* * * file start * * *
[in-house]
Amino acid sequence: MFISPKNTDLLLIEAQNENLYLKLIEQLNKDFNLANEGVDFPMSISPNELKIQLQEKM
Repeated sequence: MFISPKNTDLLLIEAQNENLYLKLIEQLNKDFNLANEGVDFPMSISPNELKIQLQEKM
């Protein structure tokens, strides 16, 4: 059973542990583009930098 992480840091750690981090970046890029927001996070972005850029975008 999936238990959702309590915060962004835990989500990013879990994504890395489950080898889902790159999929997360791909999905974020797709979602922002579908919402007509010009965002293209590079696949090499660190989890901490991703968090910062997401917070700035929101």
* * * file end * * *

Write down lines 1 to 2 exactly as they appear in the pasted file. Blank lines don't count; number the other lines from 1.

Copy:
[in-house]
Amino acid sequence: MFISPKNTDLLLIEAQNENLYLKLIEQLNKDFNLANEGVDFPMSISPNELKIQLQEKM